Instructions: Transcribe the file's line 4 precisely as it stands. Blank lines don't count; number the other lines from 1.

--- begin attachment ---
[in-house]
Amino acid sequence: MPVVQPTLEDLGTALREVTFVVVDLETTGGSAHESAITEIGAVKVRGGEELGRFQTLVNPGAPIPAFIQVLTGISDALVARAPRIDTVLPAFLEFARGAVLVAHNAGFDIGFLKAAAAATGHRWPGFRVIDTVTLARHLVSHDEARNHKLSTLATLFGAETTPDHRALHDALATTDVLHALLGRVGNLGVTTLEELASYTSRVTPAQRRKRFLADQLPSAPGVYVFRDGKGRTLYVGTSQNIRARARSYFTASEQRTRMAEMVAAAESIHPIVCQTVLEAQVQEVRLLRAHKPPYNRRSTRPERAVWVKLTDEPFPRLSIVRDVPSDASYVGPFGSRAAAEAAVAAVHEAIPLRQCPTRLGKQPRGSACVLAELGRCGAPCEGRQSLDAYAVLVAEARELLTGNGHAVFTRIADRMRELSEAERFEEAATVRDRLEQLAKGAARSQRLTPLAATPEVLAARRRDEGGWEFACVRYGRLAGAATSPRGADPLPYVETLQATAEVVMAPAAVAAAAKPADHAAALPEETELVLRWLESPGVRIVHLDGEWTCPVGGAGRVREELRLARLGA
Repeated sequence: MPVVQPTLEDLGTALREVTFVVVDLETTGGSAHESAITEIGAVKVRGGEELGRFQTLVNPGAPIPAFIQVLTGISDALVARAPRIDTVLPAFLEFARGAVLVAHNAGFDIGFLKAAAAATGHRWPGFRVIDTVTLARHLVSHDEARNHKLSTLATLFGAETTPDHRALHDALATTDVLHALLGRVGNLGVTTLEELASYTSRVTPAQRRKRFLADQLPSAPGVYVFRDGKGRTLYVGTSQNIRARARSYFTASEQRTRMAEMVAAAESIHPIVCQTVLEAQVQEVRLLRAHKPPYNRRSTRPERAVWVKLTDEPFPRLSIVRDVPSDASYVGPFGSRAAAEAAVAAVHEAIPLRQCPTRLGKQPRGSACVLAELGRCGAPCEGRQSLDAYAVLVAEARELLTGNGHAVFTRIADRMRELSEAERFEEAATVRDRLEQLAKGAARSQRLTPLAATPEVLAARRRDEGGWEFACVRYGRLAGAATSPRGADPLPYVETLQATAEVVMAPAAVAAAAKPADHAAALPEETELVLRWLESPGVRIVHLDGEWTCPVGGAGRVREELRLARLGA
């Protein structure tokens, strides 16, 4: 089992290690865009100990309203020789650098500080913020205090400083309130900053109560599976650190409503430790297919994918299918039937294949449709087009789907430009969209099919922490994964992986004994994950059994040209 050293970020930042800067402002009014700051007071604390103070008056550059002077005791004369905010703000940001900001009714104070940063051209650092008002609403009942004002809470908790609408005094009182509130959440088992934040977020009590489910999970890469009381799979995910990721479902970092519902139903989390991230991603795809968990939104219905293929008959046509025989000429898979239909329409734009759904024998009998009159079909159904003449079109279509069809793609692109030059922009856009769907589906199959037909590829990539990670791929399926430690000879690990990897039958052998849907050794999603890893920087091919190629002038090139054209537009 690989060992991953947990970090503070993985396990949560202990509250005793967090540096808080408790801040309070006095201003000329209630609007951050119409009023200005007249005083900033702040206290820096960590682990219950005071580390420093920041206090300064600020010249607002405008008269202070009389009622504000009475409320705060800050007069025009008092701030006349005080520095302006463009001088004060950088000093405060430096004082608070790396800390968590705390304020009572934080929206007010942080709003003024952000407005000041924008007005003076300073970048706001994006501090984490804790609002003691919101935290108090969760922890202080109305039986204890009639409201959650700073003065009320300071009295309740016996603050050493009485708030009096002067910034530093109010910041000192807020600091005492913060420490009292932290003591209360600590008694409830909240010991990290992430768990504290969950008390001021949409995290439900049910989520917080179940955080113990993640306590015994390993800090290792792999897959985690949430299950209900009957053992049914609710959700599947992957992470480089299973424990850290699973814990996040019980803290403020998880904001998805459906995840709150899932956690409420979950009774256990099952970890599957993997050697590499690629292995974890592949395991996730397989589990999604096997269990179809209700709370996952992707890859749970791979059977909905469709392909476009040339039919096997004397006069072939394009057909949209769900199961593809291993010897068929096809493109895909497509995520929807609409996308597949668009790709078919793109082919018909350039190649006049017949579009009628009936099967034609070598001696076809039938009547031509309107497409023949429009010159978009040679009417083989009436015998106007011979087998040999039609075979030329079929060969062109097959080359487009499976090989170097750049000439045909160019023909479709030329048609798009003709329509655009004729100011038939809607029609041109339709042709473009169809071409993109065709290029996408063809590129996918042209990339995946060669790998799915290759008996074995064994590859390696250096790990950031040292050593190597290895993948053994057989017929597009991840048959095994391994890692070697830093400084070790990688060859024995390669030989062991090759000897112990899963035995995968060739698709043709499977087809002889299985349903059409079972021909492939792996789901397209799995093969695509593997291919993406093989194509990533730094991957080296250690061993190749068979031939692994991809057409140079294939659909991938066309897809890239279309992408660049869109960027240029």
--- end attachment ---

């Protein structure tokens, strides 16, 4: 089992290690865009100990309203020789650098500080913020205090400083309130900053109560599976650190409503430790297919994918299918039937294949449709087009789907430009969209099919922490994964992986004994994950059994040209 050293970020930042800067402002009014700051007071604390103070008056550059002077005791004369905010703000940001900001009714104070940063051209650092008002609403009942004002809470908790609408005094009182509130959440088992934040977020009590489910999970890469009381799979995910990721479902970092519902139903989390991230991603795809968990939104219905293929008959046509025989000429898979239909329409734009759904024998009998009159079909159904003449079109279509069809793609692109030059922009856009769907589906199959037909590829990539990670791929399926430690000879690990990897039958052998849907050794999603890893920087091919190629002038090139054209537009 690989060992991953947990970090503070993985396990949560202990509250005793967090540096808080408790801040309070006095201003000329209630609007951050119409009023200005007249005083900033702040206290820096960590682990219950005071580390420093920041206090300064600020010249607002405008008269202070009389009622504000009475409320705060800050007069025009008092701030006349005080520095302006463009001088004060950088000093405060430096004082608070790396800390968590705390304020009572934080929206007010942080709003003024952000407005000041924008007005003076300073970048706001994006501090984490804790609002003691919101935290108090969760922890202080109305039986204890009639409201959650700073003065009320300071009295309740016996603050050493009485708030009096002067910034530093109010910041000192807020600091005492913060420490009292932290003591209360600590008694409830909240010991990290992430768990504290969950008390001021949409995290439900049910989520917080179940955080113990993640306590015994390993800090290792792999897959985690949430299950209900009957053992049914609710959700599947992957992470480089299973424990850290699973814990996040019980803290403020998880904001998805459906995840709150899932956690409420979950009774256990099952970890599957993997050697590499690629292995974890592949395991996730397989589990999604096997269990179809209700709370996952992707890859749970791979059977909905469709392909476009040339039919096997004397006069072939394009057909949209769900199961593809291993010897068929096809493109895909497509995520929807609409996308597949668009790709078919793109082919018909350039190649006049017949579009009628009936099967034609070598001696076809039938009547031509309107497409023949429009010159978009040679009417083989009436015998106007011979087998040999039609075979030329079929060969062109097959080359487009499976090989170097750049000439045909160019023909479709030329048609798009003709329509655009004729100011038939809607029609041109339709042709473009169809071409993109065709290029996408063809590129996918042209990339995946060669790998799915290759008996074995064994590859390696250096790990950031040292050593190597290895993948053994057989017929597009991840048959095994391994890692070697830093400084070790990688060859024995390669030989062991090759000897112990899963035995995968060739698709043709499977087809002889299985349903059409079972021909492939792996789901397209799995093969695509593997291919993406093989194509990533730094991957080296250690061993190749068979031939692994991809057409140079294939659909991938066309897809890239279309992408660049869109960027240029």